Republic of Tajikistan

Jumhurii Tojikiston



Tajikistan is a landlocked country situated in Central Asia. Slightly smaller than the state of Wisconsin, Tajikistan's territory is measured at 143,100 square kilometers (55,251 square miles). It shares borders with Uzbekistan (1,161 kilometers) to the west, China (414 kilometers) to the east, Afghanistan (1,206 kilometers) to the south, and Kyrgyzstan (870 kilometers) to the north. The capital, Dushanbe, is in the west, near the Uzbekistan border.


The U.S. Central Intelligence Agency's estimated July 2001 population for Tajikistan was almost 6.6 million. The country's population density of 143 people per square kilometer is low except that 93 percent of the country is mountainous, resulting in a more real population density of 488 people per square kilometer; this figure is one of the highest in the world. Tajikistan's growth rate is about 2.12 percent. It also has a high infant mortality rate, estimated at 117.4 deaths per every 1,000 live births. Compared to many other countries, life expectancy at birth in Tajikistan is low, estimated at 64 years. Unlike many other countries, Tajikistan's rural population is rising due to a higher fertility rate in the countryside and reduced opportunities for employment in urban centers.

Tajiks comprise approximately 65 percent, Uzbeks about 25 percent, and Russians—due to economic and political reasons—less than 3.5 percent of the population. The autonomous (self-governing) Badakhshan province is primarily inhabited by Pamiri Tajiks whose various dialects can be considered separate languages from other Tajik dialects spoken in Tajikistan. Furthermore, whereas Tajiks and Uzbeks are mostly Sunni Muslims, the far majority of the people of Badakhshan are Shia Muslims. Other ethnic groups, such as Turkmen, Kyrgyz, and Tatars live in Tajikistan. While Tajik is the official language of the country, Russian and Uzbek are widely used, especially in business circles.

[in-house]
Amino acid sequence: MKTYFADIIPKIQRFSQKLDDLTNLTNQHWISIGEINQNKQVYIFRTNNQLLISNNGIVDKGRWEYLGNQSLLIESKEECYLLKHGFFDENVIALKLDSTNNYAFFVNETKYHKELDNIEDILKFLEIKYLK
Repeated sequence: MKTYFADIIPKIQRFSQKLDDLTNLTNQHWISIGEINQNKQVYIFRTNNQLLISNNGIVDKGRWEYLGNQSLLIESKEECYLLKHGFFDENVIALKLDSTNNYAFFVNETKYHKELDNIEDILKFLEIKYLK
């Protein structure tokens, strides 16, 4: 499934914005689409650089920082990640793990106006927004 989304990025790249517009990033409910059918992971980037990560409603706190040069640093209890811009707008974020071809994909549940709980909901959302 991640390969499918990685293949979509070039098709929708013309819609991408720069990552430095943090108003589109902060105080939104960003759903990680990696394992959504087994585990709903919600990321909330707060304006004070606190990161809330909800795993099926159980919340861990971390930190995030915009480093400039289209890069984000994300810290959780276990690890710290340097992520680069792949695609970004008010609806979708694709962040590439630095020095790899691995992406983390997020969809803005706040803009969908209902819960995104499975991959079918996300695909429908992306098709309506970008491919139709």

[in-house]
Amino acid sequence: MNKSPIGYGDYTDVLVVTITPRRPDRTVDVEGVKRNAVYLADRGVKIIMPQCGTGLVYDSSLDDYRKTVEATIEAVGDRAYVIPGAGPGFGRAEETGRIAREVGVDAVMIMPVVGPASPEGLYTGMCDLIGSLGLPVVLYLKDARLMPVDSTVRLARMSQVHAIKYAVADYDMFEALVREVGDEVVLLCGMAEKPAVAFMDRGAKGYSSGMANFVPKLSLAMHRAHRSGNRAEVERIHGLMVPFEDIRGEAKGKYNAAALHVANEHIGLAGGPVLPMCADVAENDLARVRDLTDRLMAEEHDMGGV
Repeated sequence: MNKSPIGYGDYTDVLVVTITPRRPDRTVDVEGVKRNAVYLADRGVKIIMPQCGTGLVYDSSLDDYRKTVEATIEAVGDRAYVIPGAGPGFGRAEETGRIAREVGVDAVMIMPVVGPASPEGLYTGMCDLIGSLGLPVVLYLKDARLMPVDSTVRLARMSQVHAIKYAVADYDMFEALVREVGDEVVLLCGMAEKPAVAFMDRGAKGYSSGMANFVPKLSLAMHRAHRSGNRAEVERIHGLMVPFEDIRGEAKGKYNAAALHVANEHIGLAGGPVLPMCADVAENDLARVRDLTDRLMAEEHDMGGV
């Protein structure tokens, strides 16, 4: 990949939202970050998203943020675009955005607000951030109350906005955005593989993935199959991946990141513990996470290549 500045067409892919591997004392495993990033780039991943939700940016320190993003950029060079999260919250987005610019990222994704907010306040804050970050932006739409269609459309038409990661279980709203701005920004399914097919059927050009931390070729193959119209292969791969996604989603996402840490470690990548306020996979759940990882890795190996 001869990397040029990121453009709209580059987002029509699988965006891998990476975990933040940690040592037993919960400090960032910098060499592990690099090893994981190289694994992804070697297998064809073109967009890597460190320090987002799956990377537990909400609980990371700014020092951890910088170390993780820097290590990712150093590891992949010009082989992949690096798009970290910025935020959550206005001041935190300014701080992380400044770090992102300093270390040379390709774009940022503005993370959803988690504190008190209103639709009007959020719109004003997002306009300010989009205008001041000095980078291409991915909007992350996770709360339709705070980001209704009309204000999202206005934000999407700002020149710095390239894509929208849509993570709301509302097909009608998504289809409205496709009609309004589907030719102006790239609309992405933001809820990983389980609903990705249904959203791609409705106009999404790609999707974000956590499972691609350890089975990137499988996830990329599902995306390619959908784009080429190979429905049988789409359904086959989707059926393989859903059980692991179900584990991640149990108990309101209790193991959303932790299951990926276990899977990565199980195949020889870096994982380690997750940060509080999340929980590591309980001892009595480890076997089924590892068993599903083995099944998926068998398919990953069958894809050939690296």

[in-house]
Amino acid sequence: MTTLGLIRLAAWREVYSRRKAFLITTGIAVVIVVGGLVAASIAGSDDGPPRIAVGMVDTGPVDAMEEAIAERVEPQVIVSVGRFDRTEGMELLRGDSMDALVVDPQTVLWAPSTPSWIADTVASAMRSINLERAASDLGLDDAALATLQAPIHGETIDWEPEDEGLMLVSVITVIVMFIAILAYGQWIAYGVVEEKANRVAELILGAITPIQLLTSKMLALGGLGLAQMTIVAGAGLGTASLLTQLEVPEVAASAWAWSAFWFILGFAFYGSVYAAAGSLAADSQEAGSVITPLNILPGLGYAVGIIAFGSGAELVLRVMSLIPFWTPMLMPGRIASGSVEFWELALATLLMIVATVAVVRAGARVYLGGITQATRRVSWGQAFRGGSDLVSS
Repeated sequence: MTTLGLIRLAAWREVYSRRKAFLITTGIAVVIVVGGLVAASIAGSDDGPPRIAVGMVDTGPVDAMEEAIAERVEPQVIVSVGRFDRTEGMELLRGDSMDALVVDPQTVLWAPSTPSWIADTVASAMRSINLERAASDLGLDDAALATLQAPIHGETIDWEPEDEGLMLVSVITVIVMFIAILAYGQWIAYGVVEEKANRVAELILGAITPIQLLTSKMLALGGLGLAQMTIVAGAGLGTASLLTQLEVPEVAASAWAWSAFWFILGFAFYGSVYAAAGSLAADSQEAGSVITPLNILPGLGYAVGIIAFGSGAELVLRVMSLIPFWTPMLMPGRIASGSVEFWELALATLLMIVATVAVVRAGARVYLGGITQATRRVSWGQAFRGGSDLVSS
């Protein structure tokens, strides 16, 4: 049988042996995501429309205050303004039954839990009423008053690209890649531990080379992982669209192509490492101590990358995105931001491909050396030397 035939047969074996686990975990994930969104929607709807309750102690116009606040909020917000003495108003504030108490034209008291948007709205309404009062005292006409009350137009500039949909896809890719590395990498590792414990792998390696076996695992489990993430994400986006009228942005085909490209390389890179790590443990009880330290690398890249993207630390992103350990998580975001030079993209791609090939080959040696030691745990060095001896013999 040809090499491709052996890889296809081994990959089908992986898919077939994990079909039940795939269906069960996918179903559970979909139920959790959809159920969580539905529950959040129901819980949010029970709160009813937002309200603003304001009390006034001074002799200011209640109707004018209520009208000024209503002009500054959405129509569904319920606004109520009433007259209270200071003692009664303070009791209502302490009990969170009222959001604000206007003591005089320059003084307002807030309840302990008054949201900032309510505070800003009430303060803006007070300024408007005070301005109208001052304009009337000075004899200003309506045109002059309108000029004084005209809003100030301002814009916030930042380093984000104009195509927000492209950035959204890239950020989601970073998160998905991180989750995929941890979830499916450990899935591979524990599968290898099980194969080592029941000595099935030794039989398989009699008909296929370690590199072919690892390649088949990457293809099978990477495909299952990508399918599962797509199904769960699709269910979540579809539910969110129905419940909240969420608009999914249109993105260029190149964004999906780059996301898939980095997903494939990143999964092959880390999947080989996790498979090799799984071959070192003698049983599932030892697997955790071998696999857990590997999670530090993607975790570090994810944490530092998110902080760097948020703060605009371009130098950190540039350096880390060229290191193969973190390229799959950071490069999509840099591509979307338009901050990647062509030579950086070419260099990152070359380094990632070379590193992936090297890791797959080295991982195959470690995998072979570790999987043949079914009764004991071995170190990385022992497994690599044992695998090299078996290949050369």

Following years of sharp decline, the end of the civil war in 1997 permitted relatively strong industrial sector growth, including real increases of 8 percent in 1998 and 5 percent in 1999. The mainstay of the industrial sector of Tajikistan is the production of aluminum, which requires alumina and large amounts of electrical energy. Even though Tajikistan does not have its own source of alumina, due to its potential for excess electrical energy, the Soviet Union built the Tursonzoda smelter, one of the world's largest aluminum smelters, near Dushanbe. The factory can produce as much as 500,000 metric tons of aluminum annually. Due to similar economic problems as the agricultural sector, however, since independence, aluminum production has declined. More than 90 percent of the aluminum produced is exported. Whereas the production of aluminum in 1990 was at a peak of 450,000 metric tons, by 1997, it had reached a low of 189,000 metric tons. Recently, however, the government has attempted to provide for the necessary inputs to increase aluminum production. Consequently, aluminum production in 2000 was estimated at about 300,000 metric tons.


Tajikistan has significant, largely unexplored, mineral deposits, such as gold, silver, antimony, and coal. Physical access to the sites—in remote areas with limited infrastructure—has been difficult and costly. A joint venture between British-owned Nelson Gold Company and the Tajik government, Zeravshan Gold Company, has been a success. In 1999, gold production in Tajikistan totalled 2.7 metric tons. In addition to gold, Tajikistan contains one of the world's largest silver deposits, Adrasmanskoye, which the country hopes to develop with the aid of foreign investors. Nine of the former Soviet Union's 34 antimony deposits are in Tajikistan. In 1997, 800 metric tons of lead was produced.